In the 17th century fleets could consist of almost a hundred ships of various sizes, but by the mid 18th century, ship-of-the-line design had settled on a few standard types: older two-deckers (i.e. with two complete decks of guns firing through side ports) of 50 guns (which were too weak for the battle-line but could be used to escort convoys), two-deckers of between 64 and 90 guns which formed the main part of the fleet, and larger three- or even four-deckers with 98 – 140 guns which were used as admirals' command ships. Fleets consisting of perhaps 10 – 25 of these ships with their attendant supply ships and scouting and messenger frigates kept control of the sea-lanes for major European naval powers whilst restricting sea-borne trade of enemies.

* *

The ,,French Valmy (1847), the largest ship-of-the-line ever built

The largest sailing three-decker ship of the line ever built was the The ,,French Valmy, launched in 1847. She had right sides, which increased significantly the space available for upper batteries, but reduced the stability of the ship; wooden stabilizers were added under the waterline to address the issue. *Valmy*was thought to be the largest sort of sailing ship possible, as larger dimensions made the maneuver of riggings impractical with mere manpower. She participated in the Crimean War, and after her return to France later housed the French Naval Academy under the name Borda from 1864 to 1890.

2. 74-gunned ships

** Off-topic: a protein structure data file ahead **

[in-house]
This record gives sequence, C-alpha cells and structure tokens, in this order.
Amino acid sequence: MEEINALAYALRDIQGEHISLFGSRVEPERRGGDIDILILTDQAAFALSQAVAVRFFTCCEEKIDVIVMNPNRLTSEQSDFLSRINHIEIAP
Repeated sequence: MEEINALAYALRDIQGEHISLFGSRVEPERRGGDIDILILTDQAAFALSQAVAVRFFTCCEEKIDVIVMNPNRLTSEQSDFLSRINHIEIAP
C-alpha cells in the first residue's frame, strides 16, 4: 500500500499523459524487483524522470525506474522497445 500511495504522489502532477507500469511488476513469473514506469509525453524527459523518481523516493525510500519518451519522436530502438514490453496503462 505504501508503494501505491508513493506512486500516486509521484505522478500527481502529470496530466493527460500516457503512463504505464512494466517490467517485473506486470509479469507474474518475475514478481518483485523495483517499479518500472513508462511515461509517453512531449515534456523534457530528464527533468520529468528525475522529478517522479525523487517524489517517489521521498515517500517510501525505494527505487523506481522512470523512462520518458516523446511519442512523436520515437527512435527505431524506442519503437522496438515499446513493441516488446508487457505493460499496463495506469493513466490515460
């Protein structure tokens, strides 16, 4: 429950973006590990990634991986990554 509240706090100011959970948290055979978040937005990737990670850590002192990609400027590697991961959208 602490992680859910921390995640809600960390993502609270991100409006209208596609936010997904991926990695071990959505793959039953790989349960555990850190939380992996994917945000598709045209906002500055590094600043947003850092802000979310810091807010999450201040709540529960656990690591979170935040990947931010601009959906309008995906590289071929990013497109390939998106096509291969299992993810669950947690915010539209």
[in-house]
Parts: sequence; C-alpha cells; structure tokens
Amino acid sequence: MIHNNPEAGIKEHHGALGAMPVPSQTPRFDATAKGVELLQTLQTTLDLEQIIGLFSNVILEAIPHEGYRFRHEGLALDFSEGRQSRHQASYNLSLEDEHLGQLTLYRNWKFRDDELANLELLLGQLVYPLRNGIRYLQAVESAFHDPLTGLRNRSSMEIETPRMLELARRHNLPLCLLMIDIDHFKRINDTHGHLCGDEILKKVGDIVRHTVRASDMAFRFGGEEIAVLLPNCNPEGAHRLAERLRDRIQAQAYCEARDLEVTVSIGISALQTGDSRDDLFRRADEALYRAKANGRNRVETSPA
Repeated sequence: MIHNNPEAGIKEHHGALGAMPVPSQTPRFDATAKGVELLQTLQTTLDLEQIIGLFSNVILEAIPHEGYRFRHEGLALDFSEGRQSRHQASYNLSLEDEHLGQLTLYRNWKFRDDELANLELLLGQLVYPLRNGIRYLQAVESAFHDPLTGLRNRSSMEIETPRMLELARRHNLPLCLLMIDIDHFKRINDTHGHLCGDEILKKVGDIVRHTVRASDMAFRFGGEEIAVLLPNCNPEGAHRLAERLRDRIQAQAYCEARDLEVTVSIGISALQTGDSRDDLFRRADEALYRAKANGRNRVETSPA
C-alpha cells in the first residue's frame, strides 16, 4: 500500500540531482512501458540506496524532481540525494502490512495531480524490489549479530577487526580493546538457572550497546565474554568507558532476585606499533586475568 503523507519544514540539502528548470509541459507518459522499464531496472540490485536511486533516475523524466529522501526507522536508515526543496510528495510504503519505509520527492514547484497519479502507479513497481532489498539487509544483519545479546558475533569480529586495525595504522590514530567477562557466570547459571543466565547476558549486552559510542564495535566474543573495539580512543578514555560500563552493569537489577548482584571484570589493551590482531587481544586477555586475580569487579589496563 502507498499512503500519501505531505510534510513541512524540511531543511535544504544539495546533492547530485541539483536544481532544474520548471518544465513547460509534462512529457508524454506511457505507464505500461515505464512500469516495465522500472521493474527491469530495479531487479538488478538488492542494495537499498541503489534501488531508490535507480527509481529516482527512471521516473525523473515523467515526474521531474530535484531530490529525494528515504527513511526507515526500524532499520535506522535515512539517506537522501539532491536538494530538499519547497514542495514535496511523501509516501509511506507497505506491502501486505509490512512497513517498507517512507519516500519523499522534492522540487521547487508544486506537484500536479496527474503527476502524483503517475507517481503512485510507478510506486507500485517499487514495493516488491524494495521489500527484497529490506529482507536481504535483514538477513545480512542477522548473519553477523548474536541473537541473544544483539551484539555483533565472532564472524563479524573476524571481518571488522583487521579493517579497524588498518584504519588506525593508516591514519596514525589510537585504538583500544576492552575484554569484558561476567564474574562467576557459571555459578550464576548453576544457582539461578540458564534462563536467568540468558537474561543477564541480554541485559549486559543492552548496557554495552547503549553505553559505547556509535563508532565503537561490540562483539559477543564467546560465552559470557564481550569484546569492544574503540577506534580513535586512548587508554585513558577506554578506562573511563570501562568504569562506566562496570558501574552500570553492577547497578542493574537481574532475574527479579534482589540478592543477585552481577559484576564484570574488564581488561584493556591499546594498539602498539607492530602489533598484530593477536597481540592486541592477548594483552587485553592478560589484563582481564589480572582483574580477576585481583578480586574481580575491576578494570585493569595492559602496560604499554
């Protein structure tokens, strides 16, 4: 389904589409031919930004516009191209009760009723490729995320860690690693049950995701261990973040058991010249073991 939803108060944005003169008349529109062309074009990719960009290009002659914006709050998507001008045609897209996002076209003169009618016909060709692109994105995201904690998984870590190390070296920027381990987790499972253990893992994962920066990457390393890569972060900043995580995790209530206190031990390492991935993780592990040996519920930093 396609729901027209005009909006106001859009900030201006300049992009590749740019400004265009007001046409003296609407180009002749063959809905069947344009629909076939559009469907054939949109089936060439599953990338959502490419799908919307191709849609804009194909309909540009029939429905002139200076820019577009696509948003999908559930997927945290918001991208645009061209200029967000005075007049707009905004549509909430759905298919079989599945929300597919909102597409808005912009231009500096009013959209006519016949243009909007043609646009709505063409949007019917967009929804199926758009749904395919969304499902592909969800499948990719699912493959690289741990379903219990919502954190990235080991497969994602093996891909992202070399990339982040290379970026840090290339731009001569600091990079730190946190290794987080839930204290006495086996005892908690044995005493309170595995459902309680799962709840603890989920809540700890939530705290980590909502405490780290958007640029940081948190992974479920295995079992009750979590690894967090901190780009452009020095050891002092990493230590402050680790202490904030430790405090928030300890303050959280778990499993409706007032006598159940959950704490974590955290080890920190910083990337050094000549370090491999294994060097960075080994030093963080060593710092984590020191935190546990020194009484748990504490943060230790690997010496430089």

The most common size of sail ship of the line was the "74" (so named for having 74 guns), originally developed by France in the 1730s, and later adopted by all battleship navies. Until this time the British had 6 sizes of ship of the line, and they found that their smaller 50- and 60-gun ships were becoming too small for the battle-line, while their 80s and over were 3-deckers and therefore unwieldy and unstable in heavy seas. Their best were 70-gun 2-deckers of about 150 ft (46 m) long on the gundeck, while the new French 74s were around 170 ft (52 m) In 1747 the British captured a few of these French ships during the War of Austrian Succession. In the next decade Thomas Slade (Surveyor of the Navy from 1755, along with co-Surveyor William Bately) broke away from the past and designed several new classes of 168ft-170ft 74s to compete with these French designs, starting with the Dublin and Bellona classes. Their successors gradually improved handling and size through the 1780s. Other navies ended up building 74s also as they had the right balance between offensive power, cost, and maneuverability. Eventually around half of Britain's ships of the line were 74s. Larger vessels were still built, as command ships, but they were more useful only if they could definitely get close to an enemy, rather than in a battle involving chasing or maneuvering. The 74 remained the favoured ship until 1811, when Seppings's method of construction enabled bigger ships to be built with more stability.